But all groups have demanded -- so far without success -- that the administration hand over to the Senate key internal documents that would shed light on Gonzales' precise role in approving the most controversial memos bearing on the "war against terrorism." So far, the most provocative memos, including the ones on the Geneva Conventions and the power of the president to essentially redefine torture in ways that would protect U.S. personnel from future prosecution under national or international law, were initially leaked to the press by unhappy insiders.

The paper trail disclosed to date, however, clearly establishes that Gonzales played a central role in three major policy documents: the original November 2001 presidential order establishing military commissions that allowed terrorism suspects to be secretly charged, tried, and even executed without basic due process protections; the January 2002 claim that the president had the constitutional authority to deny the Geneva protections, some of whose provisions Gonzales described as "quaint" and obsolete," to detainees in the war in Afghanistan; and the August 2002 Justice Department memo that contended the president has "commander-in-chief authority" to order torture and proposed potential legal defenses for U.S. officials who may be accused of torture.

All of these positions have since been rejected either by the courts or, in the case of the notorious "torture memo," by the Justice Department, which in a new opinion released just last Thursday significantly broadened the definition of torture for which individuals could be prosecuted from the extraordinarily narrow one in the August 2002 memo.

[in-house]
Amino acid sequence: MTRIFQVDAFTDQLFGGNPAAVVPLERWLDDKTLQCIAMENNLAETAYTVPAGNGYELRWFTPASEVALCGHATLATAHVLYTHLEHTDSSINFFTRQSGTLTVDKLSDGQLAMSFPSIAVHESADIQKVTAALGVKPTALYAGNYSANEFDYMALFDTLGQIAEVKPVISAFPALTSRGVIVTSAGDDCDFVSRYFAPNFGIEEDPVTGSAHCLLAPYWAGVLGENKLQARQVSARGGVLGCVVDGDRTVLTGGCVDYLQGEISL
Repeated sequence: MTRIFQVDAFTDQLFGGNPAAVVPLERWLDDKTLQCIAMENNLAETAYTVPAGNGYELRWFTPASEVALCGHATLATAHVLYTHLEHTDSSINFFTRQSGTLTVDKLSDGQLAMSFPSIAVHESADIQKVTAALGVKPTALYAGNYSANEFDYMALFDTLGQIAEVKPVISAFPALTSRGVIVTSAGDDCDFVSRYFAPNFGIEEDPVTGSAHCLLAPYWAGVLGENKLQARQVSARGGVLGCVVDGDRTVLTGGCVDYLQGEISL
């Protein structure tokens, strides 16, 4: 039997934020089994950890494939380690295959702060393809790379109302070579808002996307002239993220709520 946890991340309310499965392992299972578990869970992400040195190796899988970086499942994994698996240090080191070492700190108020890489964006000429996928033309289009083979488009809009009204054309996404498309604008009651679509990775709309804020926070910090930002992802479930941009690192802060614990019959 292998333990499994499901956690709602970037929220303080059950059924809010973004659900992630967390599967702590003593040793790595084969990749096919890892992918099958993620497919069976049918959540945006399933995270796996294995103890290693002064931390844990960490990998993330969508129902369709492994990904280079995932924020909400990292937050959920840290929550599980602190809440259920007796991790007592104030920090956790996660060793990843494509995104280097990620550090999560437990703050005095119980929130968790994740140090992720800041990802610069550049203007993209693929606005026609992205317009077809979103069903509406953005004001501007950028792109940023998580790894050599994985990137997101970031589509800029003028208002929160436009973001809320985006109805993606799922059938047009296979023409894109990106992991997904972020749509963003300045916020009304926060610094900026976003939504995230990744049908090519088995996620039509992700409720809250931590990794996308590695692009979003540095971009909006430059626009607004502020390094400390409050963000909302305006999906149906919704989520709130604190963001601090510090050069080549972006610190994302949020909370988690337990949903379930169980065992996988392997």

The new opinion, which significantly did not address one of the most controversial issues -- whether the president as commander-in-chief could override U.S. laws or even the constitution -- was apparently designed to ease Gonzales' confirmation. Ironically, according to Massimino, its failure to address the president's commander-in-chief authority, which she described as the "most explosive" issue raized by the legal debate over the terrorism war, "is more likely to cause problems for Mr. Gonzales than help him."

Gonzales and his defenders have maintained that the terrorism war represents a unique and unprecedented threat to the United States that cannot be addressed effectively through the Geneva Conventions and other international law. At the same time, they have insisted that torture memos were legal opinions that had no impact in the field, least of all in the abuses at Abu Ghraib which they argued were the work of a "few bad apples."

But the latter position has become largely unsustainable as a tide of new disclosures over the past six months -- most recently, documents obtained by the ACLU that detailed complaints by the FBI and the Defense Intelligence Agency (DIA) on how detainees in Iraq were being treated -- has shown that abuses, including beatings, sexual humiliation, and torture, were much more widespread than the administration has admitted.

"I would buy the "a-few-bad-apples" [explanation], but once you see a pattern emerging, it's no longer looks like a few a bad apples," said Gen. James Cullen (ret.), one of a dozen of retired officers, including former Joint Chiefs of Staff chairman John Shalikashvili, who wrote to the Judiciary Committee this week to express "deep concern" about Gonzales' nomination. Cullen said he personally opposed the nomination.

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Albion Monitor January 4, 2005 (